Feeling festive and fortunate
I’ve learnt a lot this year and like most people I use this time of year to reflect and plan ahead. As we approach Christmas it always makes me feel of those less fortunate. I’ll try to make this post as less cringe as possible because I’m also aware that there are some people who don’t enjoy Christmas at all (I used to be one of them myself). I mean we all know how commercial it’s become which can make us all feel like we have to spend above and beyond our means to make others happy. The adverts of a busy household, on the big day, can also create feelings of incredible loneliness. As a Muslim I’ve rarely celebrated Christmas. One year my Mum and brother decided to go to Pakistan for the holidays and so it was just me and my Dad for 3 weeks. He had no clue how to celebrate the day itself and was happy to just spend the day asleep on the sofa after eating an average curry I’d made us, whilst I studied for my exams! I felt incredibly lonely as I watched ‘Love actually’, seeing how many people were simply just interacting with each other. I felt so alone. My Dad didn’t, probably because he had no expectations of the day, having never ever celebrating it. They don’t even know it exists in Pakistan which is where he was born and grew up. But me, on the other hand, I was British born and of the Disney generation. My expectations for the holidays were high, especially as I’d just spent loads of time with my mates down the pub and at least having a meal with more than one other person at the table every year, up until then! I had grown up and the mild celebrations had long gone along with my childhood.
It’s not like we ever had decorated a tree, made decorations, ever went to any Christmas events…or had that may people round our house. We simply had to have the time off because it was a national holiday and just had a simple meal on the day. My Dad was a workaholic. So the lack of festivities inevitably turned me into a bit of a scrooge, especially because my blueprint for what the holiday season should involve, didn’t match the reality. Until a few years ago. I created a realistic idea for my specific British Muslim Pakistani lifestyle and decided to swap expectation for appreciation (as quoted by the amazing Tony Robbins).
Getting more work as a freelancer has meant that I get invited to more than one Christmas do. And it’s never a fancy ball or special do. It’s usually a scramble to book somewhere ‘cheap and cheerful’ which has nice food and a place for those who wish to, do drink. I only end up going to just one or two. And the rest of my celebrations take place with family.
Having had a lot of work this year as a freelancer I managed to save a bit of money so decided to take my Mum out for dinner on her Birthday, as well as invite my cousin and auntie! I’m usually the only one who does presents every year in our family so instead decided to put most of it into an experience. With months of careful planning and saving I was able to create this memory that will stay with us forever. (Cue cliche emotional music – The Pakistani in me laps up the soppy sentimentality of that sentence and the Brit in me felt the strong need to add the sentence, afterwards!)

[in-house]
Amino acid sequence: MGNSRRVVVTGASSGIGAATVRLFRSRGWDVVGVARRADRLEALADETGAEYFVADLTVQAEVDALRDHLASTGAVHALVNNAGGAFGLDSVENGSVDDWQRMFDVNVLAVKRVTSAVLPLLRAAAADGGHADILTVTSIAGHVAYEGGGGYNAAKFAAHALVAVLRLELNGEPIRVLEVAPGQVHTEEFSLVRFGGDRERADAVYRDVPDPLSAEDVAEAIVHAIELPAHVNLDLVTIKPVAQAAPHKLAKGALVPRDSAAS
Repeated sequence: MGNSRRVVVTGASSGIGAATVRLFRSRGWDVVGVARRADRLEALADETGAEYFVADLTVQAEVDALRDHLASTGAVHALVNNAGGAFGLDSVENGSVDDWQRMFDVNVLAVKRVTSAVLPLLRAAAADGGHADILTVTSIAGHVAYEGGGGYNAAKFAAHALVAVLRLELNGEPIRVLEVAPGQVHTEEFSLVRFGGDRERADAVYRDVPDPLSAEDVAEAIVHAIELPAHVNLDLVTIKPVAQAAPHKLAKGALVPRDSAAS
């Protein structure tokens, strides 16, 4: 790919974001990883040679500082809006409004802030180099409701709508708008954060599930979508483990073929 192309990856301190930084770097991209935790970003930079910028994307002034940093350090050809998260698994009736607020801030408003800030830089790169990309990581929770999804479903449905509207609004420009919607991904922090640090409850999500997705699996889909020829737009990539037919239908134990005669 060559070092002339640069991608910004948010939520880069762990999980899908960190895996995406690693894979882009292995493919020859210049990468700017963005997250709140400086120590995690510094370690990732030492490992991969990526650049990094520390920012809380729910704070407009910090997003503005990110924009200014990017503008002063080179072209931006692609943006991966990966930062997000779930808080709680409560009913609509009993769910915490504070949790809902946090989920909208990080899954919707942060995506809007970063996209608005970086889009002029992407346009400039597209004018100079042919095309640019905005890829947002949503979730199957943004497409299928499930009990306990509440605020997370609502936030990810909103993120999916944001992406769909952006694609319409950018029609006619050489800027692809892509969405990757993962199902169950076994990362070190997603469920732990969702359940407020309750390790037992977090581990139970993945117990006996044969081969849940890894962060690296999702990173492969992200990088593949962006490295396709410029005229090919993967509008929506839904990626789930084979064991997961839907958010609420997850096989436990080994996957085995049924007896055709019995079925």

We all know that Christmas is about spending time with family not necessarily money bbut
But since thinking differently about my lifestyle I could and wanted to show my appreciation the best way I knew how. This was the start of feeling festive this year…the build up so to speak…that can be anticlimactic but with some planning can create some happiness without breaking the bank.
Life is what we make it! (Again, insert cliche music here) So by trying to get into the festive spirit at this time of year, for someone like me, will certainly be worth it.
And since I am feeling festive, for the first time ever, (maybe probably since Primary School) I’ve made Christmas decorations! Even though we don’t celebrate Christmas, choosing to create that festive atmosphere, with just a few bits if paper, youtube and a pair of scissors is another way of being grateful and showing my appreciation for the fortunate life I do have.
Not everyone has family which has made me really fortunate for mine, even if we don’t celebrate Christmas. Fortunate that I am born in this country – that I don’t have to endure inequality. Fortunate that I have family around me and fortunate that I have the ability to earn (and not just minimum wage!) This means that I can take my family out for dinner, go for that Christmas work meal with friends and put money towards food for the big day itself. I’m surrounded by loving people and it’s important I show my gratitude for that…and celebrate it!
This time of year can be really lonely for some. The build up towards the big day can be exciting and exhilarating but for some the day itself can be a huge let down, especially when it’s spent alone. Being grateful for what is already in our lives is a great start to attracting more happiness.
If there’s one thing that my family do know how to celebrate this national holiday though, it’s how to eat. It may not be the traditional turkey but being able to buy a mountain of veg, spiced leg of lamb and a spicy gravy to match! We’ve found our own traditions and I’m grateful for them, no matter how small they are.